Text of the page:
Scientists in Italy have found a way to boost the power of MRI tracer chemicals - by hiding them inside a patient's own cells.
A major problem with contrast agents like iron oxide nanoparticles, which are designed to enhance the signals scanners can pick up from certain tissues is that the agents are rapidly diluted out or picked up and excreted from the body. Now University of Urbino researcher Mauro Magnani and his team, writing in the Journal of Nanoscience and Nanotechnology, has found a solution.
The researchers first incubate a sample of a patient's red blood cells in a solution containing the nanoparticle-contrast agent. Crucially the concentration of the solution is adjusted to make it more dilute than blood plasma. This makes the cells swell up as water moves into them due to the process of osmosis. As this happens the cell membranes become leaky allowing the iron oxide nanoparticles to enter. When the concentration is later returned to normal the cells shrink but the nanoparticles remain trapped inside.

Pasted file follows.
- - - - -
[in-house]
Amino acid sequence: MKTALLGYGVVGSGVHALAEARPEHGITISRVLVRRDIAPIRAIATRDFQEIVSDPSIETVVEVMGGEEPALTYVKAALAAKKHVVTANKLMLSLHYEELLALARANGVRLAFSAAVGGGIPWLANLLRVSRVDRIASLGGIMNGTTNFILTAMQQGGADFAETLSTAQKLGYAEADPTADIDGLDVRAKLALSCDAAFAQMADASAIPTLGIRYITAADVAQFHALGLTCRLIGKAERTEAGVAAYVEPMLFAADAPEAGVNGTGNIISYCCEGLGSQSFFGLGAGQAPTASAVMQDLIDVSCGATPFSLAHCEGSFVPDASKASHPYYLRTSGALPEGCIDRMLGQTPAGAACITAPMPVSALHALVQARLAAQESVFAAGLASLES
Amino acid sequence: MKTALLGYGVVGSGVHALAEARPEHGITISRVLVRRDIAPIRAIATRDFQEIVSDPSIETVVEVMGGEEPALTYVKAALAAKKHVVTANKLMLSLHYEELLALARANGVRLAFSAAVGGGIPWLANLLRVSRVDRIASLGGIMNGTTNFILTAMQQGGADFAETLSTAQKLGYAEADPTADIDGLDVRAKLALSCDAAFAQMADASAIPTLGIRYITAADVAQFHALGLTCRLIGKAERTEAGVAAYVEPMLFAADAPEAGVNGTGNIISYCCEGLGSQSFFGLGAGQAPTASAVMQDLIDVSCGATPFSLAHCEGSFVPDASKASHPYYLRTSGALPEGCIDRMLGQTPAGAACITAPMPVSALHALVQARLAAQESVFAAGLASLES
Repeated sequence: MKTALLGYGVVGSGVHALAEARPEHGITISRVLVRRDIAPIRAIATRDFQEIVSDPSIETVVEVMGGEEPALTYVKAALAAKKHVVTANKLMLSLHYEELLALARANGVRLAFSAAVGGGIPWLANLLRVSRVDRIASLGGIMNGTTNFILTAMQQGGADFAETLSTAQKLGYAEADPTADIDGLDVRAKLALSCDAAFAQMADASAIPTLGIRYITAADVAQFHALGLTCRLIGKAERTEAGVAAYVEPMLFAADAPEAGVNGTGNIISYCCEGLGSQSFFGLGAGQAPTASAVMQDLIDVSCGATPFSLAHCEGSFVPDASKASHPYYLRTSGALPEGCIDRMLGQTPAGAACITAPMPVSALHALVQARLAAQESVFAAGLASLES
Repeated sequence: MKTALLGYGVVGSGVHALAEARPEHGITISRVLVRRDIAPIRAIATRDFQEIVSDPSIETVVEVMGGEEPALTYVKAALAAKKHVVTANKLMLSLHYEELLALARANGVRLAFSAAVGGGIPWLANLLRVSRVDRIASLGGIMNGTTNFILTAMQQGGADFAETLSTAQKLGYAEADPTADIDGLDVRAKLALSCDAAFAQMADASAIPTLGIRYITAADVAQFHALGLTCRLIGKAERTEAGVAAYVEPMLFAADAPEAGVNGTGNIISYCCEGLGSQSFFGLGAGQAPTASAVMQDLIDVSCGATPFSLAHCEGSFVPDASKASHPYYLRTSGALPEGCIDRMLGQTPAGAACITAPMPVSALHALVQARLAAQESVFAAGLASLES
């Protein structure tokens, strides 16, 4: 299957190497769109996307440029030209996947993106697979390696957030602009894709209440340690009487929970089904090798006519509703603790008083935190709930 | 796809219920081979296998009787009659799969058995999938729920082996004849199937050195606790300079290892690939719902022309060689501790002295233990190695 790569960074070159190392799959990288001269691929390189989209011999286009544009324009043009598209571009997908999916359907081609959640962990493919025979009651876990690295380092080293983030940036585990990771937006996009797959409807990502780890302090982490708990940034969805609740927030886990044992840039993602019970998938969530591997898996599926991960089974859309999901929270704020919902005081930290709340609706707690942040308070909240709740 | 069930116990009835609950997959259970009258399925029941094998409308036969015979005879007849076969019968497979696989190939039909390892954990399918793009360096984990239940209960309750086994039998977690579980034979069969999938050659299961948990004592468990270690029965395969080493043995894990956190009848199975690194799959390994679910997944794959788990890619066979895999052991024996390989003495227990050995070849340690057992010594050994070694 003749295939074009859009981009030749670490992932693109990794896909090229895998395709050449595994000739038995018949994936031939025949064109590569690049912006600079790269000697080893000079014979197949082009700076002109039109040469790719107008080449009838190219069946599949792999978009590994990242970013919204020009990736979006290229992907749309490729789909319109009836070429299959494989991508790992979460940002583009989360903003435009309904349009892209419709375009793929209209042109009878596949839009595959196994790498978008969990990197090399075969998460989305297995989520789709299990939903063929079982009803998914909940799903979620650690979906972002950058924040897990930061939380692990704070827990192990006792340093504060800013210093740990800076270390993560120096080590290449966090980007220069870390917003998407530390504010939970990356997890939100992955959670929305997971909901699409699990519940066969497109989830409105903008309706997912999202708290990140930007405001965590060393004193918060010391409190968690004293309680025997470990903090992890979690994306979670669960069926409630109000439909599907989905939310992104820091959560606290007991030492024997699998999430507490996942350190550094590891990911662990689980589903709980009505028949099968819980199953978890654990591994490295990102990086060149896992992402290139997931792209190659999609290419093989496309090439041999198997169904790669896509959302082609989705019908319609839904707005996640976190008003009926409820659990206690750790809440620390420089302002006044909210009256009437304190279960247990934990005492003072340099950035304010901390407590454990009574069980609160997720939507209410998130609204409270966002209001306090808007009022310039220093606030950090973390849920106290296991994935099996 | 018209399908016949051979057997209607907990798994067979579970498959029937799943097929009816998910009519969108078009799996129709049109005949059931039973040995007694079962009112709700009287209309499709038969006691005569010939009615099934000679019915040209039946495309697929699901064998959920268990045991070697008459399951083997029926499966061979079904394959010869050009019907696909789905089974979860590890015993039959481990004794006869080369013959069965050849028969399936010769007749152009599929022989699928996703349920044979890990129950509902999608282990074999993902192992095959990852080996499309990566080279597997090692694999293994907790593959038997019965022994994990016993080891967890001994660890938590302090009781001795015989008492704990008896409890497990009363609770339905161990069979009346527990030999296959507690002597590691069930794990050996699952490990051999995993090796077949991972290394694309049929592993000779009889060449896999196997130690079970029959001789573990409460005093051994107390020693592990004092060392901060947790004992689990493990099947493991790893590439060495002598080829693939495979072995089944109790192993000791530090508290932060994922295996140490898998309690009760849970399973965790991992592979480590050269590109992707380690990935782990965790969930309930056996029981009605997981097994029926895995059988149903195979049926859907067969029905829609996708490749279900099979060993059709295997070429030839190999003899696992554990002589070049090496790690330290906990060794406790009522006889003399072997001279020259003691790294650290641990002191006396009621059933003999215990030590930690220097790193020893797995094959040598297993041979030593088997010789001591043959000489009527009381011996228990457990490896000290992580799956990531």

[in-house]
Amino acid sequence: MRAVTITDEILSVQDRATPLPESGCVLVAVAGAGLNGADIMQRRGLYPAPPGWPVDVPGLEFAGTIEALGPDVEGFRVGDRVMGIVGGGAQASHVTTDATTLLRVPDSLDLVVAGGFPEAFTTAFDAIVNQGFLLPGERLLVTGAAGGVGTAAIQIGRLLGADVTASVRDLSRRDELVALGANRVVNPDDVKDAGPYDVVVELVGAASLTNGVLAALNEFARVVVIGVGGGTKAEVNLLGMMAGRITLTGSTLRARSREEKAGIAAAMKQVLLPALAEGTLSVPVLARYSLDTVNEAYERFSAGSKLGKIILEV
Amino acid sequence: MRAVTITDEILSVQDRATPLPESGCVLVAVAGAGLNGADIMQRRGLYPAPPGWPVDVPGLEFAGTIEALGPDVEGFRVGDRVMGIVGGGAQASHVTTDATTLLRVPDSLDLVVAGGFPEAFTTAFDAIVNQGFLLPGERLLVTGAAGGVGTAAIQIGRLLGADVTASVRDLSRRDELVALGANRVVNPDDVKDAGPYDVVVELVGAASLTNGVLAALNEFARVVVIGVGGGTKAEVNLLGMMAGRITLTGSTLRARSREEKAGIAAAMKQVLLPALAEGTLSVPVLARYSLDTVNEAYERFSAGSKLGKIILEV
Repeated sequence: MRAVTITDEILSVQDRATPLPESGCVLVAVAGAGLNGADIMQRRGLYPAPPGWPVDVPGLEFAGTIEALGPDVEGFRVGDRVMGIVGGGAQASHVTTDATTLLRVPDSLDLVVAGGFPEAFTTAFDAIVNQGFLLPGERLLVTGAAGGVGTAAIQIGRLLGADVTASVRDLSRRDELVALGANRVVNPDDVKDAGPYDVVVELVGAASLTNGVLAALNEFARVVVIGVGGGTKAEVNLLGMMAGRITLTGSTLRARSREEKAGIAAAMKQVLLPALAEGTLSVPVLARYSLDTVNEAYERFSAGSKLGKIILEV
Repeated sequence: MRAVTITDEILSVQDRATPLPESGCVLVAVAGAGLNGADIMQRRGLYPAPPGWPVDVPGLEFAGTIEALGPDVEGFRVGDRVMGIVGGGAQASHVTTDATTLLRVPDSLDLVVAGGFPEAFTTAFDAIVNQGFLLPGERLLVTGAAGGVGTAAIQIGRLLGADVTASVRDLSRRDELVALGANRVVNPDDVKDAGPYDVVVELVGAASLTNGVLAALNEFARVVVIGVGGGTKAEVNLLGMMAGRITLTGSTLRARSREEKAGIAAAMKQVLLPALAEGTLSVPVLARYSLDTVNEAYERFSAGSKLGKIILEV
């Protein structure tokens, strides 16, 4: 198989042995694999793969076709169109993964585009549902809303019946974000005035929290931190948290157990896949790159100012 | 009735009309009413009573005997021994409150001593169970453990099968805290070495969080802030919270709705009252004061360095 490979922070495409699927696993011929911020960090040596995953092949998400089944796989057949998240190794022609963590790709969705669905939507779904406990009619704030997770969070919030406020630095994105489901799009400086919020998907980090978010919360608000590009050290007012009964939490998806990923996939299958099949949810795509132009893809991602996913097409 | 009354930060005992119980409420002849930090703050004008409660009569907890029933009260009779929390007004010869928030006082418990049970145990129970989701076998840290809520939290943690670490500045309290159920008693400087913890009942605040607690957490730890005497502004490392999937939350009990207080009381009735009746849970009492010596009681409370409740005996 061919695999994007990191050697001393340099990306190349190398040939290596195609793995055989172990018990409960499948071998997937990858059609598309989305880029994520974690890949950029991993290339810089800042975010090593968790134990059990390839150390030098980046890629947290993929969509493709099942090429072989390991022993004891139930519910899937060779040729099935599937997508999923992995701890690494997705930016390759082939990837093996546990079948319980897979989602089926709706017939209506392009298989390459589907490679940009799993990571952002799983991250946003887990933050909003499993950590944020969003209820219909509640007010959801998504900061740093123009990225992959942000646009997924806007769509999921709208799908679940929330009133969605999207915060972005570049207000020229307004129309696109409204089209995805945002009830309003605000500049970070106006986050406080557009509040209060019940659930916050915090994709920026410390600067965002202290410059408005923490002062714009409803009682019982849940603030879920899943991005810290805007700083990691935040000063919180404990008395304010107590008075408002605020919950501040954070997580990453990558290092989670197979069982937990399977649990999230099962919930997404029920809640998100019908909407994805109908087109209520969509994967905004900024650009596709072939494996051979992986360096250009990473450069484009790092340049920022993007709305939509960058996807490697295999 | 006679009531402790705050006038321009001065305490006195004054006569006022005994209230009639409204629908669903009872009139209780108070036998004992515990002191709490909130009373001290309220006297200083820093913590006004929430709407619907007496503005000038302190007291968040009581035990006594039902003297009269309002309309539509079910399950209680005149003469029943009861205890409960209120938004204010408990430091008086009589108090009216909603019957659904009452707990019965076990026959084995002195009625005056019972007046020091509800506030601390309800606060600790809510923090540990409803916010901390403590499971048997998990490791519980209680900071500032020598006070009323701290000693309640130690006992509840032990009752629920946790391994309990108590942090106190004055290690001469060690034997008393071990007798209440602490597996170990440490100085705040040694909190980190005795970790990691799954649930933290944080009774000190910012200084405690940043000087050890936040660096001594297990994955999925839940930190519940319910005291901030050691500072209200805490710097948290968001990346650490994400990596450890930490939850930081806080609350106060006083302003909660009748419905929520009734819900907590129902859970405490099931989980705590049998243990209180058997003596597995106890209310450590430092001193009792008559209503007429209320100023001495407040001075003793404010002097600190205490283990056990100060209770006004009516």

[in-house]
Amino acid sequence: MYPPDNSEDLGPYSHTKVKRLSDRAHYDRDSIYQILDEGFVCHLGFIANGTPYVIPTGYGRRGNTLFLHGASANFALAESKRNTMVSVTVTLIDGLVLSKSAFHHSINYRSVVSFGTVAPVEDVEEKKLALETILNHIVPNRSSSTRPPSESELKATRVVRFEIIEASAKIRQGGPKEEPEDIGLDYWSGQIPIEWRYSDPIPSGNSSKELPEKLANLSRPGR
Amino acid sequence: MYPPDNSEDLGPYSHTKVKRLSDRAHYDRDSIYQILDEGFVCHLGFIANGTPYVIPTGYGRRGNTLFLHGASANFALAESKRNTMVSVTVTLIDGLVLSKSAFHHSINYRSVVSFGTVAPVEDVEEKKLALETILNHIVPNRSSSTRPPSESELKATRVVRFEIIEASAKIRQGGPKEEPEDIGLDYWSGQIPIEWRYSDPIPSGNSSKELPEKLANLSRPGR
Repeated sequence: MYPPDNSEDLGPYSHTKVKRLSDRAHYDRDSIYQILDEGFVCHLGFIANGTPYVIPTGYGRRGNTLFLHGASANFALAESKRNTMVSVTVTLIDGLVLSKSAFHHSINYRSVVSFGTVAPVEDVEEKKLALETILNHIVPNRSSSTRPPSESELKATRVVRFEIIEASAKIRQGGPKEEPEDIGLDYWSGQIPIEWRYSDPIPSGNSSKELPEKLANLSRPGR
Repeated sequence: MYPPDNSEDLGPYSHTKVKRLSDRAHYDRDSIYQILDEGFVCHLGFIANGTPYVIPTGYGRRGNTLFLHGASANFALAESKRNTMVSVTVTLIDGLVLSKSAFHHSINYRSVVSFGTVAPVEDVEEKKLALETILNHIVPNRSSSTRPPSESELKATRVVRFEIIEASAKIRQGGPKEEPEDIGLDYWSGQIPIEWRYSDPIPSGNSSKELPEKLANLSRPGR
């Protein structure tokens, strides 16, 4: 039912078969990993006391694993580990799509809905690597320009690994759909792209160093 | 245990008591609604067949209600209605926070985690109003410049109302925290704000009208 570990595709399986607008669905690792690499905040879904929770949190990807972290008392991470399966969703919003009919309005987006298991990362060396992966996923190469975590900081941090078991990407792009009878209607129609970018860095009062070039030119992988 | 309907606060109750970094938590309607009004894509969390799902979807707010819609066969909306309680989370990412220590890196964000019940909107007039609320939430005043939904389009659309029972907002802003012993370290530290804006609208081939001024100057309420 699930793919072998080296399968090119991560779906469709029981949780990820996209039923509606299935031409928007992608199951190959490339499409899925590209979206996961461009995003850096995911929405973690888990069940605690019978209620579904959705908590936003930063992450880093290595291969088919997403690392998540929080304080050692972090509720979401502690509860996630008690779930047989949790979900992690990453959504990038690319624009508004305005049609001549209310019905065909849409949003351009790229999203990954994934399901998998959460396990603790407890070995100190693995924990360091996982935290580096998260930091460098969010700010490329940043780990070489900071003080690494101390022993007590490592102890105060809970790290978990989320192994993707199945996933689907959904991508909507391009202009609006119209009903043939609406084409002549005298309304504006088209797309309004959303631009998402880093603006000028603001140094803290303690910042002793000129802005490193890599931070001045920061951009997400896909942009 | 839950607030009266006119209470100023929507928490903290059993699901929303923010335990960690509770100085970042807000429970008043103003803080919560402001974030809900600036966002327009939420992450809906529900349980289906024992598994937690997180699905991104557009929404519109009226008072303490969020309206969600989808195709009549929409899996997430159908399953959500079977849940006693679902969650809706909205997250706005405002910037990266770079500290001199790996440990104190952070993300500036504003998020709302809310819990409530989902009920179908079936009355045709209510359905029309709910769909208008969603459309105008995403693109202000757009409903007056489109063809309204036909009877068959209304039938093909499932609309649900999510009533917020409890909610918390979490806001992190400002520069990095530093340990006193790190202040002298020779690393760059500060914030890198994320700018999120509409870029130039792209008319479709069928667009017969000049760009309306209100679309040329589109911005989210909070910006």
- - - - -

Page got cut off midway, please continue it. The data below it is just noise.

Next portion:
The blood can then be re-infused into the patient where the red cells, carrying their contrast cargo, remain in circulation for the rest of their normal lifetime, which can be up to 120 days. This should enable doctors to make repeated measurements on patients over time, but without needing to top up the contrast. It could prove useful in spotting signs of internal bleeding, for instance post-surgery.
The italian team have signed a deal with Phillips research to pursue the work, which has not yet been tested on humans although the contrast agent itself has and is safe.